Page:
Stock dividends: Total Stockholders' equity Common Stock Paid-in Capital - common Retained Earnings Number of Shares outstanding Par value
Per share
Small No effect Increases Increases* Decreases Increases No effect
Large No effect Increases No effect Decreases Increases No effect
Stock splits No effect No effect No effect No effect Increases Decreases

Exhibit 24: Summary of effects of stock dividends and stock splits


The preceding chapter discussed how corporate laws differ regarding the legality of a dividend. State law establishes the legal or stated capital of a corporation as that portion of the stockholders' equity that must be maintained intact, unimpaired by dividend declarations or other distributions to stockholders. The legal capital often equals the par or stated value of the shares issued or a minimum price per share issued.

The objective of these state corporate laws is to protect the corporation's creditors, whose claims have priority over those of the corporation's stockholders. To illustrate the significance of the legal capital concept, assume a corporation in severe financial difficulty is about to go out of business. If there were no legal capital restrictions on dividends, the stockholders of that corporation might pay themselves a cash dividend or have the corporation buy back their stock, leaving no funds available for the corporation's creditors.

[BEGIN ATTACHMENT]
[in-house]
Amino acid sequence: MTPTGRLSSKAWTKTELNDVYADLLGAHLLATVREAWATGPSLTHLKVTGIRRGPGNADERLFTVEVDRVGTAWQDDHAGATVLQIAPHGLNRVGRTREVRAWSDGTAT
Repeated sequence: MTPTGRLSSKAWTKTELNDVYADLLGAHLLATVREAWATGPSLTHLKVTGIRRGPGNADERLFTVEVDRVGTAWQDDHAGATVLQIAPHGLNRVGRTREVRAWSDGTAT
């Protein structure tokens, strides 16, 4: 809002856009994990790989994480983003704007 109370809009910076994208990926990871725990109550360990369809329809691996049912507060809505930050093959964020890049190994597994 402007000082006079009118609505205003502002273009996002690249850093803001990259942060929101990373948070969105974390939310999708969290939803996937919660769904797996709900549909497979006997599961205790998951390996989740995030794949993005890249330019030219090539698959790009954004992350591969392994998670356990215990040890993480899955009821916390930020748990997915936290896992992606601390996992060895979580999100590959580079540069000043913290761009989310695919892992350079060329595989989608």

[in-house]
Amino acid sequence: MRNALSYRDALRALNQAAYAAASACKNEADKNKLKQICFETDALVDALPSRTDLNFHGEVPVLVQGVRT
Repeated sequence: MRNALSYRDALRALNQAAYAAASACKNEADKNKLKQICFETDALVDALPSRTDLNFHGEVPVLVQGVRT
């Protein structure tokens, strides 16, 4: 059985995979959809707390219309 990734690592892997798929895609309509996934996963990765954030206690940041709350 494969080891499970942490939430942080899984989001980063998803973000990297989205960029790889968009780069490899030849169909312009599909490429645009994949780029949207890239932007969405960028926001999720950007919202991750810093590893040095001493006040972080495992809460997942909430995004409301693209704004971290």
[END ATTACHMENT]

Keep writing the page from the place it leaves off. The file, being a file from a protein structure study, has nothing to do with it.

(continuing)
The board of directors of a corporation possesses sole power to declare dividends. The legality of a dividend generally depends on the amount of retained earnings available for dividends – not on the net income of any one period. Firms can pay dividends in periods in which they incurred losses, provided retained earnings and the cash position justify the dividend. And in some states, companies can declare dividends from current earnings despite an accumulated deficit. The financial advisability of declaring a dividend depends on the cash position of the corporation.

Normally, dividends are reductions of retained earnings since they are distributions of the corporation's net income. However, dividends may be distributions of contributed capital. These dividends are called liquidating dividends.